Every step counts: A four-year path to Kellogg
Going back to school can be challenging for anyone. If it’s later in life, as it is in my case, it can be even harder.
As you begin your MBA experience, you know you will be challenged to question your own beliefs and experiences, expose your weaknesses and understand your areas for improvement. If you’ve chosen a top-rated program like Kellogg, you’ll expect this to be the case, and in large part, it’s probably why you made the choice to apply to Kellogg.
My background can be classified as “non-traditional” to say the least. I spent the majority of my professional career without an undergraduate degree. In early 2010, my CEO asked me if I would be interested in one day pursuing my MBA and allowed me to attend an executive marketing course at Kellogg. As a Kellogg alum, he understood the value of the program. I’ll never forget what he told me before I left for Evanston.
“One of two things will happen when you go there,” he said. “Either you’ll find out you are in fact smarter than everyone else, or you’ll find out you don’t know anything and you’ll be ready to go back to school.”
I’m sure I don’t need to tell what my experience was. My Kellogg journey started that day.
When I returned home from the executive course, I immediately enrolled in summer classes at Boise State to start working on my undergrad degree. The Kellogg experience made me hungry for more—it was the catalyst that encouraged me to return to school.
Fast forward to December 2013. I have started the application process for Kellogg but have to wait for the last day of class at Boise State so I can submit my final grades and evidence that I have completed my BBA. The entire purpose behind my BBA is to qualify as a candidate at Kellogg.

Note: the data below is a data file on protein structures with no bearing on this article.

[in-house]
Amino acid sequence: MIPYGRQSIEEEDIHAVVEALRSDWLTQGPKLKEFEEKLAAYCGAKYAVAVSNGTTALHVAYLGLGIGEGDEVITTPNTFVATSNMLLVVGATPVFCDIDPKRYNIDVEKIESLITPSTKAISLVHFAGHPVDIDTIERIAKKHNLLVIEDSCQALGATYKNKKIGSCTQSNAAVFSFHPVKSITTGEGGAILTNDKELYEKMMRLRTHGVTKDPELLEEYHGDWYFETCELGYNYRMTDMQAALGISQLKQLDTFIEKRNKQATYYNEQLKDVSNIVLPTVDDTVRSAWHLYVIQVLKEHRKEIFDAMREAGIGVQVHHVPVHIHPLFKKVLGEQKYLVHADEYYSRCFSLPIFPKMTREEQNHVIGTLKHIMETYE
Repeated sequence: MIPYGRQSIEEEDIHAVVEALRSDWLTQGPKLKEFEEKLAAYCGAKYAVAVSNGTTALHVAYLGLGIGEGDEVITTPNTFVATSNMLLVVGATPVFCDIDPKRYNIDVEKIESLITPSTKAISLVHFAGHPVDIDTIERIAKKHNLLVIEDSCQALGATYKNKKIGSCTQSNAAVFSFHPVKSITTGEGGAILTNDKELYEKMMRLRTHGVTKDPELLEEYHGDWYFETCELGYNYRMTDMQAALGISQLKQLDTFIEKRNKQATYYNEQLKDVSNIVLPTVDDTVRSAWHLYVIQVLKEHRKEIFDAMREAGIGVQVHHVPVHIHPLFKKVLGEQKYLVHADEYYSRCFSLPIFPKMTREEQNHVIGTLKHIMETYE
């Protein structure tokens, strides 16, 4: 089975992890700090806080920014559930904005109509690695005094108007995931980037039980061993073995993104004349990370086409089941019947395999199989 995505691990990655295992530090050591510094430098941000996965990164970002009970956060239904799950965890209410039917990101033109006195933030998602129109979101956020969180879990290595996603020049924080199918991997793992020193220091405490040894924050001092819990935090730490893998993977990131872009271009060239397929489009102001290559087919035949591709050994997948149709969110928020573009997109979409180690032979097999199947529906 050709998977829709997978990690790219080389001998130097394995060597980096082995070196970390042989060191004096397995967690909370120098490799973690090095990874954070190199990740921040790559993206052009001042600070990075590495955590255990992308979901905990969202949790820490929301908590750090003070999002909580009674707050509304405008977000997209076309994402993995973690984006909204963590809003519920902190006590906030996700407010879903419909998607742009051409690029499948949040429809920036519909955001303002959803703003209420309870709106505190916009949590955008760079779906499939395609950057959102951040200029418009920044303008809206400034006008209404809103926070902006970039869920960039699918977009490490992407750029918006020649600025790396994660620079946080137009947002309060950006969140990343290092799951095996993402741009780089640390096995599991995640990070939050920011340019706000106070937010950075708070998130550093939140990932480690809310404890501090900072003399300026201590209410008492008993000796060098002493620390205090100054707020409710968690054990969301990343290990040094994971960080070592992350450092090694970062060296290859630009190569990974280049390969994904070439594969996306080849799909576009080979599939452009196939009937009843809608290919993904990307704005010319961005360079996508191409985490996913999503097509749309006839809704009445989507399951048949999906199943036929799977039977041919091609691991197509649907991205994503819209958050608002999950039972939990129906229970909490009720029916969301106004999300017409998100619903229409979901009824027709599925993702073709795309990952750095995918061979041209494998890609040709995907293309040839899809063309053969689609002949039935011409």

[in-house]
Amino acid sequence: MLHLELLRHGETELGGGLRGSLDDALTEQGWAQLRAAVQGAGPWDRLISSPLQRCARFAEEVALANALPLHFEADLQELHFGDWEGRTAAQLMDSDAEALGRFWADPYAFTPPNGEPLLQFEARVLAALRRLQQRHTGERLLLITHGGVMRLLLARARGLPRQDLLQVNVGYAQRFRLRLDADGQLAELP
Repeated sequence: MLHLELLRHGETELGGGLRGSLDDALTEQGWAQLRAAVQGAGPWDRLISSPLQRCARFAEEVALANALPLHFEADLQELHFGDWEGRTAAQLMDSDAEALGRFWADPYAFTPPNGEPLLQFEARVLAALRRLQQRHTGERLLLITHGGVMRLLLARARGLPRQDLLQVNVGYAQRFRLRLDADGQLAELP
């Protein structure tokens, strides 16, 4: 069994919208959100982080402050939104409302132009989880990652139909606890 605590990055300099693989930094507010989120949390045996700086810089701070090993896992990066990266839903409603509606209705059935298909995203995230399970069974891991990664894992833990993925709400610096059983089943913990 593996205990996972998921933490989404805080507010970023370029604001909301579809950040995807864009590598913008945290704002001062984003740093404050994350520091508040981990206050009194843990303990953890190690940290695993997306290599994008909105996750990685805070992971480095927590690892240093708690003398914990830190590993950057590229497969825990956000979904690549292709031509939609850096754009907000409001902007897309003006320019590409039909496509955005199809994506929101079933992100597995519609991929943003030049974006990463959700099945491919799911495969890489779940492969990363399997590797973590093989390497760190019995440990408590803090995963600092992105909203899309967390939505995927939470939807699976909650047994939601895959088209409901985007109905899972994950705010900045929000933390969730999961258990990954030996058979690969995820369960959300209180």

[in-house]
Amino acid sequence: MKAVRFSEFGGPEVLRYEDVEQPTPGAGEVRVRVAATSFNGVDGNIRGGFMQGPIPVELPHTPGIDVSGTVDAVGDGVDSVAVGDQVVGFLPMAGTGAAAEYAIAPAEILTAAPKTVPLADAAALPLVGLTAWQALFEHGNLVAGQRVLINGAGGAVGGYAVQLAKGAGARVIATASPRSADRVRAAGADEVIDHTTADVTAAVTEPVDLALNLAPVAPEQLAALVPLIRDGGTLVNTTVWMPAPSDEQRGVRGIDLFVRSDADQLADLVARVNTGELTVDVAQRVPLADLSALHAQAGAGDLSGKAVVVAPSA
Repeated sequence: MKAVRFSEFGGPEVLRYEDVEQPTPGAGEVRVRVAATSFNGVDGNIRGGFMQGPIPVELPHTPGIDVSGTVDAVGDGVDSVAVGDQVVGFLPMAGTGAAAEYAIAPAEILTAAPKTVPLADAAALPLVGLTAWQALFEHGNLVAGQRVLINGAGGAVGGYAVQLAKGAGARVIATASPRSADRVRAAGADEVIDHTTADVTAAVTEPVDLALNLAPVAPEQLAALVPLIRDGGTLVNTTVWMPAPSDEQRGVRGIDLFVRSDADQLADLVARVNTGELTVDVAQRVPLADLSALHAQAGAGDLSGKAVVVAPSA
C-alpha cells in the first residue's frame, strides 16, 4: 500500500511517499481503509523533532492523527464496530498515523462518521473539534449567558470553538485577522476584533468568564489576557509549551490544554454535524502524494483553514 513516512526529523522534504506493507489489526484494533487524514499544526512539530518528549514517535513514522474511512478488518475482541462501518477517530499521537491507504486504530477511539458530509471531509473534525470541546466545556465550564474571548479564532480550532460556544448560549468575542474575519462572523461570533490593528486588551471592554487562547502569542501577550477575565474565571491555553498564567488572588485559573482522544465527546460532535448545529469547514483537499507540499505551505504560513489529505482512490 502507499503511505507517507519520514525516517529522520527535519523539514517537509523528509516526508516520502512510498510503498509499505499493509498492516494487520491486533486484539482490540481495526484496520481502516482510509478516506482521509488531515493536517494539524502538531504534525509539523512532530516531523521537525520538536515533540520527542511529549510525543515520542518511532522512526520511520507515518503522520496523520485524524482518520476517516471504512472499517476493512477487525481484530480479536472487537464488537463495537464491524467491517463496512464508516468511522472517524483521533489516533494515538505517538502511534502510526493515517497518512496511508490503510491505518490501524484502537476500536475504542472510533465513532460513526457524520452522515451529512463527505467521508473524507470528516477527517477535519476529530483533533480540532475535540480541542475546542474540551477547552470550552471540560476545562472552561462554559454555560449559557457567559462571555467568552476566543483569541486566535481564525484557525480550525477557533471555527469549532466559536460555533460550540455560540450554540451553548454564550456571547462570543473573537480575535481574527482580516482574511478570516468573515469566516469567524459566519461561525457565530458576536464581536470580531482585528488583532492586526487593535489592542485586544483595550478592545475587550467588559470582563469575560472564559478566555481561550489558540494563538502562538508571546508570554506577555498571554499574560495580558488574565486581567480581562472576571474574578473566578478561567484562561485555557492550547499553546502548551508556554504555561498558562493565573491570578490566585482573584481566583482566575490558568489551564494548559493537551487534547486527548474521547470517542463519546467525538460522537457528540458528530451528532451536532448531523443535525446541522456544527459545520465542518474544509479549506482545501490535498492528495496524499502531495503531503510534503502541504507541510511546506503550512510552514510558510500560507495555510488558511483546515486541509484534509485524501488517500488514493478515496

The experience didn’t wait for the first day of school. The application process itself was the first tangible evidence that I was at the beginning of a once-in-a-lifetime journey. Reaching out to past mentors for references was a good way to reconnect with people. The essay questions were insightful and forced me to spend time reflecting on what exactly it was I was trying to accomplish. During my interview, I mentioned that even if I was not selected, the process up to that point had already been an invaluable exercise and that I was glad to have made effort.
In late August of 2014, it became very real when a box of books and materials landed on my porch. Excitement, nervousness and a little anxiety for the unknown best describes each day from that point until I arrived at the Allen Center for EMP100s first live-in week.
As I get ready for my 5th trip to Kellogg, I continue to be surprised at the impact the journey has had thus far. The experience is more than curriculum. It is the subtle, and sometimes not so subtle, exercises the program puts one through. The self evaluations, goal setting, time management, and the high expectations culminate in an overall experience that is hard to describe—but you know its happening. The best part is that the Journey is far from over.
Scott Dike is the general manager of Syringa Wireless and has been working in the technology sector for 19 years. Scott lives in Meridian, ID and commutes to the Evanston campus.